North Thirds on a Long Sunday Walk
It was early in the morning on Sunday 16th October and an energetic group of Thirds, including myself and our parents, were crowded under the tower ready to set off on their trek. A buzz of excitement filled the air as balloons and badges were handed out, the chilly air making us feel numb. The trek on which we were about to set out was an eight mile walk through Epping Forest. We were not just doing it all for fun though as we were sponsoring two charities, Nightingale Cancer Support and Juvenile Diabetes Research Foundation (JDRF), each carefully chosen by the three North tutor groups based on our previous experiences with them. Eventually, everyone left, with Three North B in the lead.
The first stretch of the trek was easy as we just walked down a straight road until we entered the forest. The mud squelched beneath our feet, making us slip; luckily, no-one fell down. The prefects led us on the correct path until we found that everyone had stopped because someone could not figure out the directions! After a few minutes of huddled in puzzlement around a map in the middle of a forest, someone figured out that we might have actually skipped a bit of the walk!
We continued walking regardless and along the way walked through some beautifully picturesque places. One such place was a tunnel formed by trees on either side of the path, the sunlight shining through gaps in the bright green leaves making it look like something out of a fairy tale. Unfortunately, there were also some unpleasant things on the way, mostly due to the horses that are ridden quite frequently in the forest so a lot of us were hopping and jumping as we tried to dodge the waste.
After about an hour and a half of walking through the mud, everyone's stomachs started to rumble. Even though it was only ten-thirty, all the walking which we did built up an appetite so everyone was delighted to see the café coming into view. In front of the little café which we were about to eat in was a hotel with a pub. As we walked passed it we made a startling discovery, which amazed anyone who heard. A woman who works in the hotel told us that none other than Justin Bieber had stayed in that very hotel a few nights before! Within minutes of arriving at the café, 20 hungry children had crowded around the counter, wanting to be the first to receive their meal. Meals and drinks were handed out and everyone enjoyed a well-earned rest before the four mile walk back to school.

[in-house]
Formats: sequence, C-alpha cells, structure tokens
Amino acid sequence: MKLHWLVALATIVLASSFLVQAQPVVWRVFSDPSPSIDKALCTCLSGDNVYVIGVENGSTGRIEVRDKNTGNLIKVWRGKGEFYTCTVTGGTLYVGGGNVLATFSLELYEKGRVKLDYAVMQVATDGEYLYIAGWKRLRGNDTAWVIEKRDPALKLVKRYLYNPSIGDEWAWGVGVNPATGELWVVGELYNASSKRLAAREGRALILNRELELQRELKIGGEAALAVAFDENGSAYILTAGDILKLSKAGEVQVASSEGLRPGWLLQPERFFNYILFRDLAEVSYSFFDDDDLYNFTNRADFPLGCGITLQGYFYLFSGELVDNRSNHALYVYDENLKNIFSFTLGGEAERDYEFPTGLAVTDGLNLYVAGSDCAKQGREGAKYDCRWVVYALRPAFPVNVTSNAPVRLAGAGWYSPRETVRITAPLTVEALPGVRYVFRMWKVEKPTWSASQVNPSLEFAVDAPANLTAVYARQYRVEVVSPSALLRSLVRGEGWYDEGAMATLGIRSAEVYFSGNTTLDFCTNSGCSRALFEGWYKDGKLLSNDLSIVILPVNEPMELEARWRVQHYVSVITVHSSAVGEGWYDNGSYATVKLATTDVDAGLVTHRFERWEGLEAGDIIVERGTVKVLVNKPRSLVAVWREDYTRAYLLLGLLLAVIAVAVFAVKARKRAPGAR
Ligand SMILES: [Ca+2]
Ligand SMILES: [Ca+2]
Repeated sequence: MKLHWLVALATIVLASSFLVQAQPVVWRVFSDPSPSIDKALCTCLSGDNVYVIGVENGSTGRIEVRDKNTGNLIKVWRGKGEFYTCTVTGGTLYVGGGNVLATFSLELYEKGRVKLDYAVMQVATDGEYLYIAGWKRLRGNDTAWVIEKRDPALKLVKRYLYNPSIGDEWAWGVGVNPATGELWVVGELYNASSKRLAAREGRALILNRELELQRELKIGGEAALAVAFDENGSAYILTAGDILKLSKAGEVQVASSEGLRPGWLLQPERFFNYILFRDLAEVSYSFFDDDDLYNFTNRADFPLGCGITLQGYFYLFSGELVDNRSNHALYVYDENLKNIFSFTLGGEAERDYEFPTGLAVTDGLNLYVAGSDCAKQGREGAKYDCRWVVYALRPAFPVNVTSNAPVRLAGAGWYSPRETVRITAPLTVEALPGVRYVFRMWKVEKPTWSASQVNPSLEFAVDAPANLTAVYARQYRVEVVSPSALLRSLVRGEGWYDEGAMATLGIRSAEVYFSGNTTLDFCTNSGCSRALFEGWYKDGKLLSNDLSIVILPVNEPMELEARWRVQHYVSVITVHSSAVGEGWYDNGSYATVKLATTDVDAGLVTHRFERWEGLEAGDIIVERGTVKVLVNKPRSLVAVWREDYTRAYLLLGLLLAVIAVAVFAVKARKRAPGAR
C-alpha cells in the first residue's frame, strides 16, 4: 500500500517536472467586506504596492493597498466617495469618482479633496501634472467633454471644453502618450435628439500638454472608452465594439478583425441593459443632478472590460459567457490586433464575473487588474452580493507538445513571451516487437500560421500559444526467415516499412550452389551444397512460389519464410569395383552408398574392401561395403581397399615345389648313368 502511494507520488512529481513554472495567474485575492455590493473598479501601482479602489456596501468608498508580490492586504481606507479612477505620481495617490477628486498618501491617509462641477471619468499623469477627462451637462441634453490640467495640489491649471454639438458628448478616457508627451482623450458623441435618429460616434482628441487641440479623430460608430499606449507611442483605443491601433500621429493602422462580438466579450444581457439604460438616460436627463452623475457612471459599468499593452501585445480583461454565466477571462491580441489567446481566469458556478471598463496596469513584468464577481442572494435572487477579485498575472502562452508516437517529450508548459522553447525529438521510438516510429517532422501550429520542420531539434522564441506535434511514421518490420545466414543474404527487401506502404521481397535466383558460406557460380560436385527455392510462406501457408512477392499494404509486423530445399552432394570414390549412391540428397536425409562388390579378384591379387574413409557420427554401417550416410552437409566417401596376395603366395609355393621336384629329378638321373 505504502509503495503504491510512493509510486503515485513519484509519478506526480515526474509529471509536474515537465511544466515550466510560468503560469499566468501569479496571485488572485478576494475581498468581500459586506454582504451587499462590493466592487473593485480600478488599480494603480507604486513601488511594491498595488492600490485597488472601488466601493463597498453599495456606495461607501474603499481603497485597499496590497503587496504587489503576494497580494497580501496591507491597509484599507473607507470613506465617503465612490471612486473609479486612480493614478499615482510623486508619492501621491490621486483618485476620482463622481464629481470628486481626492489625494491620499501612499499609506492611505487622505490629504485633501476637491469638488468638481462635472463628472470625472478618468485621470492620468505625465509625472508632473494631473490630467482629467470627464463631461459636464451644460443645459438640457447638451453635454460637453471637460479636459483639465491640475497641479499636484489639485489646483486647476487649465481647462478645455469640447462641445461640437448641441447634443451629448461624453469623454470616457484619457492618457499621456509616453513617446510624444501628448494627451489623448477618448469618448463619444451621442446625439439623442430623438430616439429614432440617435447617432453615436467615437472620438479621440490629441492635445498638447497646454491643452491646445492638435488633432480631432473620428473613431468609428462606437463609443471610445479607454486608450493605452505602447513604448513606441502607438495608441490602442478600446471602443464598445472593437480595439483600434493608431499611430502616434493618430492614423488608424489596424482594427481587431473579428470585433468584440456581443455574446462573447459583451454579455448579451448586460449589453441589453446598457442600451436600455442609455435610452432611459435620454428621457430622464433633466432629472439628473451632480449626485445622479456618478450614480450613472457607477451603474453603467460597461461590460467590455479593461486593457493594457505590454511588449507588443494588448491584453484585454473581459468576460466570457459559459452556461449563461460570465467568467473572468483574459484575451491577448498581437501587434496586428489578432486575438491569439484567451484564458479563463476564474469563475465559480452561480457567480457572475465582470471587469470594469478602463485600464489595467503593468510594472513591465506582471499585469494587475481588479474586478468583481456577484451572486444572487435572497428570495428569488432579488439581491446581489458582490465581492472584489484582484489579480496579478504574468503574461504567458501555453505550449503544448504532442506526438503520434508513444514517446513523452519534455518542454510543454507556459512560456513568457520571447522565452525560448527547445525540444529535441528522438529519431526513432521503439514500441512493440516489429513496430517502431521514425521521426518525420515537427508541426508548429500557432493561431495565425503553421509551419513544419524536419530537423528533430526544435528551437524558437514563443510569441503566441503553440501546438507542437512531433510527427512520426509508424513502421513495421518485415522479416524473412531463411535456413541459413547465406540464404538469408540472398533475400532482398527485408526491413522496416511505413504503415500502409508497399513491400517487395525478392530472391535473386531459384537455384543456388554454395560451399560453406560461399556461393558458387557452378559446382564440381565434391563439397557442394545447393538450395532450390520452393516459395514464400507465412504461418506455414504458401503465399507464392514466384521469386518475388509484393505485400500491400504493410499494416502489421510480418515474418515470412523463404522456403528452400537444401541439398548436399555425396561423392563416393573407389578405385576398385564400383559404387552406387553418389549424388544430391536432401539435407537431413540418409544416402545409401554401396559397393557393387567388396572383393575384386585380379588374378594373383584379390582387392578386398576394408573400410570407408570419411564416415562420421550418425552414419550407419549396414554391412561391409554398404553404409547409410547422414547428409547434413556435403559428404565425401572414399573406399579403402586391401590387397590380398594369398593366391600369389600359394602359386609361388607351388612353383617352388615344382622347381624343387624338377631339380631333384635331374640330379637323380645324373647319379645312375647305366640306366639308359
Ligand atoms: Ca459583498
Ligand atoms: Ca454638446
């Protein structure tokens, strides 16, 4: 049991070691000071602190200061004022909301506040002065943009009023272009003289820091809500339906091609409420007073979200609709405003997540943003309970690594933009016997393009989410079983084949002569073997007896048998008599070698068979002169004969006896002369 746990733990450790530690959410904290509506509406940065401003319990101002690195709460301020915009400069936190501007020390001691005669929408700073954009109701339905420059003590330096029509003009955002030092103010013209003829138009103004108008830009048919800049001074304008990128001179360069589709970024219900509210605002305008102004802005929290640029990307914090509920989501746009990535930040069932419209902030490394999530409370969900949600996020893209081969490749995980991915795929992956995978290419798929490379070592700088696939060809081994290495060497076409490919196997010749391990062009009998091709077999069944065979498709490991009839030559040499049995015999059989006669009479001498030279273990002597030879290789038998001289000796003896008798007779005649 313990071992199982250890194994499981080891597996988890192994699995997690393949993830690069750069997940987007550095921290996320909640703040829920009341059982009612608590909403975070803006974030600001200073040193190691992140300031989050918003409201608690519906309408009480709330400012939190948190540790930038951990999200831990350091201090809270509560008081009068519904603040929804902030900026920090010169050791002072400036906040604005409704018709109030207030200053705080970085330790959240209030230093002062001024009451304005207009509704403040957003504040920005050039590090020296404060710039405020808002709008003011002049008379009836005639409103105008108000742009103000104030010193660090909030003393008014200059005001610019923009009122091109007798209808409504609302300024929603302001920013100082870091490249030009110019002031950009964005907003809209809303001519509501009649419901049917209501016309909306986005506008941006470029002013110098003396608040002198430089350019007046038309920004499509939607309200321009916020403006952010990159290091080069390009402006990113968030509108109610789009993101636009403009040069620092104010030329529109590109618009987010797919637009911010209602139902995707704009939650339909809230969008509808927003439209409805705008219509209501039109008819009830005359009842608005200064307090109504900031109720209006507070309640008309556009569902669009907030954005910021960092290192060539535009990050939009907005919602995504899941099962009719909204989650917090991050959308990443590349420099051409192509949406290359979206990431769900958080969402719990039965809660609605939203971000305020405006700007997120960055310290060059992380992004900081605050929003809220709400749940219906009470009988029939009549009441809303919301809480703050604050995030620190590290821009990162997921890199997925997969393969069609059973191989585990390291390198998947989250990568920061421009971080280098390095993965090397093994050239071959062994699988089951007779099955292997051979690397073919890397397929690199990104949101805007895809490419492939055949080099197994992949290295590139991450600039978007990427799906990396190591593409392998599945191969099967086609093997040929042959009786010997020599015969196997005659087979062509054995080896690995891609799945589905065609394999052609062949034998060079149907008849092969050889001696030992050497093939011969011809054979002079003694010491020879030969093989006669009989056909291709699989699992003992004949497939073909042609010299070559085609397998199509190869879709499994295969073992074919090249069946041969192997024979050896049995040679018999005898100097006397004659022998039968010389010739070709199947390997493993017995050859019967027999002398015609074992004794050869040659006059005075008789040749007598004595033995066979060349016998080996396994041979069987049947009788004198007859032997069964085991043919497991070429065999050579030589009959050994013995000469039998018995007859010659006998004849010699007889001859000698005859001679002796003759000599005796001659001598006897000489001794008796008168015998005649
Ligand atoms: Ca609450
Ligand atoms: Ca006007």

Just as everyone was ready to start the walk back to school, the one thing which would definitely delay a group of eleven year old's turned up: an ice cream van had pulled up into a parking spot nearby! There was another chaotic rush as everyone scrambled to be first in line. Alas, this was no use to anyone as the ice cream was not even frozen yet. So both of us, the driver and us children waiting in the queue, were stuck waiting and wishing that the van had arrived just half an hour earlier. At last, after every one of us was satisfied with their frozen treat, we started our long walk back to school with the first half of the Thirds North children and parents.
We walked for about two and a half miles through the slippery mud before we really got exhausted. Our feet started to ache from gripping onto the slippery mud for so long. All anyone wanted to do was to curl up in a little ball on the sofa and go to sleep. But we all kept on going and going and going...
At long last, we managed to leave the forest, fulfilling most of our task. But what we did not realize was how difficult walking up the hilly Whitehall Lane would be. Every step we took just added to the pain in our feet. The thought of all the people who we would be helping by doing this walk kept us going.
We pushed ourselves until we reached school. No one has ever been happier than we were to see school. The main thing was that we made it through the whole walk without failure and we were proud of it. It was a brilliant experience and was definitely worth doing for our personal experiences, and for the two charities which we helped.